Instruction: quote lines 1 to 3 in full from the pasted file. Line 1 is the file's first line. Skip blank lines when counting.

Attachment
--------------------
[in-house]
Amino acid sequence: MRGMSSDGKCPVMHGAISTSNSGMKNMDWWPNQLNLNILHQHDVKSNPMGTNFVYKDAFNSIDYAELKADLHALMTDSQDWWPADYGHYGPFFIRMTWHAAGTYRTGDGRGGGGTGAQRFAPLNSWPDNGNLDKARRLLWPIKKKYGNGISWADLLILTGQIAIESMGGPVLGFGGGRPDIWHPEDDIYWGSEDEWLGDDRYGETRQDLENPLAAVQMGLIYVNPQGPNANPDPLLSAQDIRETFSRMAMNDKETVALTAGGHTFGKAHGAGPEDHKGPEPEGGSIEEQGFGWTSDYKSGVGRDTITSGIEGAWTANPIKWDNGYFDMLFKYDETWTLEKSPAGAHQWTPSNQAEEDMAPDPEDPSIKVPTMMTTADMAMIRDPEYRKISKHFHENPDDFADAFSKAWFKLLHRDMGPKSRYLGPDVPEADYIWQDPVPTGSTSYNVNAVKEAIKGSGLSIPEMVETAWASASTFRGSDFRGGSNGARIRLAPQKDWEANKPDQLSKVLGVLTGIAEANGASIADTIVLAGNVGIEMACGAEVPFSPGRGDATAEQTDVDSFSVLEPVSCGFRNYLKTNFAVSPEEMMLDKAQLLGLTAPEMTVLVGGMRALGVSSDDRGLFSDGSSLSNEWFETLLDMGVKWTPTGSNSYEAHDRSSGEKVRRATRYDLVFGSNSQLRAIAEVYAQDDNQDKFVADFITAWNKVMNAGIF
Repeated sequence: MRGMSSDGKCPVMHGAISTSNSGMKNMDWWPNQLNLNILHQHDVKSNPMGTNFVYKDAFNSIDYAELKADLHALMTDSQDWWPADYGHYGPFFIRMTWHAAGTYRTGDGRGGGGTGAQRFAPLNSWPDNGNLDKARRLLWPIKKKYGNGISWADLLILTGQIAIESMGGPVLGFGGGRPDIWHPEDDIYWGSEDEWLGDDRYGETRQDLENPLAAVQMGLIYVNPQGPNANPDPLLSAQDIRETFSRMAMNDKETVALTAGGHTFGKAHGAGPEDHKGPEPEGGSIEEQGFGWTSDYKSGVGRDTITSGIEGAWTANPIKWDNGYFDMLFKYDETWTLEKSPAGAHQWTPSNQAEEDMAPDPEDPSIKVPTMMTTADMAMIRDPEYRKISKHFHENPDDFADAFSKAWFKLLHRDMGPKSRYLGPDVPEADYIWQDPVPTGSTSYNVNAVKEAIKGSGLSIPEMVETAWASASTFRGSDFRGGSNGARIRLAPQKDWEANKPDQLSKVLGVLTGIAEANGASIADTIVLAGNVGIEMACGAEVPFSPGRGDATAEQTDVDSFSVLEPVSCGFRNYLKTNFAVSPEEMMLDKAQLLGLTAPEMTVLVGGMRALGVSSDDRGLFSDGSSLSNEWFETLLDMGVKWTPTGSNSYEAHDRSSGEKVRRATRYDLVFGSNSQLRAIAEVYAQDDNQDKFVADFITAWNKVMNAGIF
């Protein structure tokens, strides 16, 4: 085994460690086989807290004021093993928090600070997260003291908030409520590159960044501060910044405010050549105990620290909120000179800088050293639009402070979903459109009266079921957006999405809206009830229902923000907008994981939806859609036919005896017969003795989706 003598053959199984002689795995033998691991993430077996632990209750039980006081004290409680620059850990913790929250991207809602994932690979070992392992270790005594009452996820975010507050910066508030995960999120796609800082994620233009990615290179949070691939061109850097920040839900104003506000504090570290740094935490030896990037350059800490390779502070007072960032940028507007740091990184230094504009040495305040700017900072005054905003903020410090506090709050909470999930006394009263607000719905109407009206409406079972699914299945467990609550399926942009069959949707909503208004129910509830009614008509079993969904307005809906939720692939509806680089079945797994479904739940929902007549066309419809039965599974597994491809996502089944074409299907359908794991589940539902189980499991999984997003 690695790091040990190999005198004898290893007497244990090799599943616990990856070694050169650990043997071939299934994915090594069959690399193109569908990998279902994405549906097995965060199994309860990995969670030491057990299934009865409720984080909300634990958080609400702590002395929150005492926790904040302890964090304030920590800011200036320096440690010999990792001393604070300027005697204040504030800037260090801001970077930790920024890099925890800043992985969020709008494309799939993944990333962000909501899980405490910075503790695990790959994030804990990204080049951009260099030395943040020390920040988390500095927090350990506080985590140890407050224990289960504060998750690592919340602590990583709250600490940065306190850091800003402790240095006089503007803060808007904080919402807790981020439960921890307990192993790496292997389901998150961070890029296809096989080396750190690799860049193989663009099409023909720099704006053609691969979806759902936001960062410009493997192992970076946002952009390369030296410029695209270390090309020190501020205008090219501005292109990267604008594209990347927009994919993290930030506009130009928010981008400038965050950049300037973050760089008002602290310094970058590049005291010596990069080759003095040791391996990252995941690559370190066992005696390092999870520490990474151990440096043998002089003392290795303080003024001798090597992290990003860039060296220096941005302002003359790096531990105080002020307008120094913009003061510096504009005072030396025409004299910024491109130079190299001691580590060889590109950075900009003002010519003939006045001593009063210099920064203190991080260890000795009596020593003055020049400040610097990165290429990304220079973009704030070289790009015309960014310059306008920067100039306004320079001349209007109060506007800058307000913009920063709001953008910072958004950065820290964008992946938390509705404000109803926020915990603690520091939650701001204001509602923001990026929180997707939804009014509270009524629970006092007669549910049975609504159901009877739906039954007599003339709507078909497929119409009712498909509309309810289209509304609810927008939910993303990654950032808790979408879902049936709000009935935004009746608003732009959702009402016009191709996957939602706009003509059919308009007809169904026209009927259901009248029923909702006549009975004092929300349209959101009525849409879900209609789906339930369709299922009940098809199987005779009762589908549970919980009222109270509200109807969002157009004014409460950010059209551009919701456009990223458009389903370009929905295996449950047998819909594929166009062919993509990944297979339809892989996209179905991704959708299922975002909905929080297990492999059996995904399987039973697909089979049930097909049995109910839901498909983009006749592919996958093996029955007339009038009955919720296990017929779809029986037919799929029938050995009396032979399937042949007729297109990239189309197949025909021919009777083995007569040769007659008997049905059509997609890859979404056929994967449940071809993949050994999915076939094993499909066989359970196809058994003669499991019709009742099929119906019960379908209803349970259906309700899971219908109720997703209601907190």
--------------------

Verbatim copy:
[in-house]
Amino acid sequence: MRGMSSDGKCPVMHGAISTSNSGMKNMDWWPNQLNLNILHQHDVKSNPMGTNFVYKDAFNSIDYAELKADLHALMTDSQDWWPADYGHYGPFFIRMTWHAAGTYRTGDGRGGGGTGAQRFAPLNSWPDNGNLDKARRLLWPIKKKYGNGISWADLLILTGQIAIESMGGPVLGFGGGRPDIWHPEDDIYWGSEDEWLGDDRYGETRQDLENPLAAVQMGLIYVNPQGPNANPDPLLSAQDIRETFSRMAMNDKETVALTAGGHTFGKAHGAGPEDHKGPEPEGGSIEEQGFGWTSDYKSGVGRDTITSGIEGAWTANPIKWDNGYFDMLFKYDETWTLEKSPAGAHQWTPSNQAEEDMAPDPEDPSIKVPTMMTTADMAMIRDPEYRKISKHFHENPDDFADAFSKAWFKLLHRDMGPKSRYLGPDVPEADYIWQDPVPTGSTSYNVNAVKEAIKGSGLSIPEMVETAWASASTFRGSDFRGGSNGARIRLAPQKDWEANKPDQLSKVLGVLTGIAEANGASIADTIVLAGNVGIEMACGAEVPFSPGRGDATAEQTDVDSFSVLEPVSCGFRNYLKTNFAVSPEEMMLDKAQLLGLTAPEMTVLVGGMRALGVSSDDRGLFSDGSSLSNEWFETLLDMGVKWTPTGSNSYEAHDRSSGEKVRRATRYDLVFGSNSQLRAIAEVYAQDDNQDKFVADFITAWNKVMNAGIF
Repeated sequence: MRGMSSDGKCPVMHGAISTSNSGMKNMDWWPNQLNLNILHQHDVKSNPMGTNFVYKDAFNSIDYAELKADLHALMTDSQDWWPADYGHYGPFFIRMTWHAAGTYRTGDGRGGGGTGAQRFAPLNSWPDNGNLDKARRLLWPIKKKYGNGISWADLLILTGQIAIESMGGPVLGFGGGRPDIWHPEDDIYWGSEDEWLGDDRYGETRQDLENPLAAVQMGLIYVNPQGPNANPDPLLSAQDIRETFSRMAMNDKETVALTAGGHTFGKAHGAGPEDHKGPEPEGGSIEEQGFGWTSDYKSGVGRDTITSGIEGAWTANPIKWDNGYFDMLFKYDETWTLEKSPAGAHQWTPSNQAEEDMAPDPEDPSIKVPTMMTTADMAMIRDPEYRKISKHFHENPDDFADAFSKAWFKLLHRDMGPKSRYLGPDVPEADYIWQDPVPTGSTSYNVNAVKEAIKGSGLSIPEMVETAWASASTFRGSDFRGGSNGARIRLAPQKDWEANKPDQLSKVLGVLTGIAEANGASIADTIVLAGNVGIEMACGAEVPFSPGRGDATAEQTDVDSFSVLEPVSCGFRNYLKTNFAVSPEEMMLDKAQLLGLTAPEMTVLVGGMRALGVSSDDRGLFSDGSSLSNEWFETLLDMGVKWTPTGSNSYEAHDRSSGEKVRRATRYDLVFGSNSQLRAIAEVYAQDDNQDKFVADFITAWNKVMNAGIF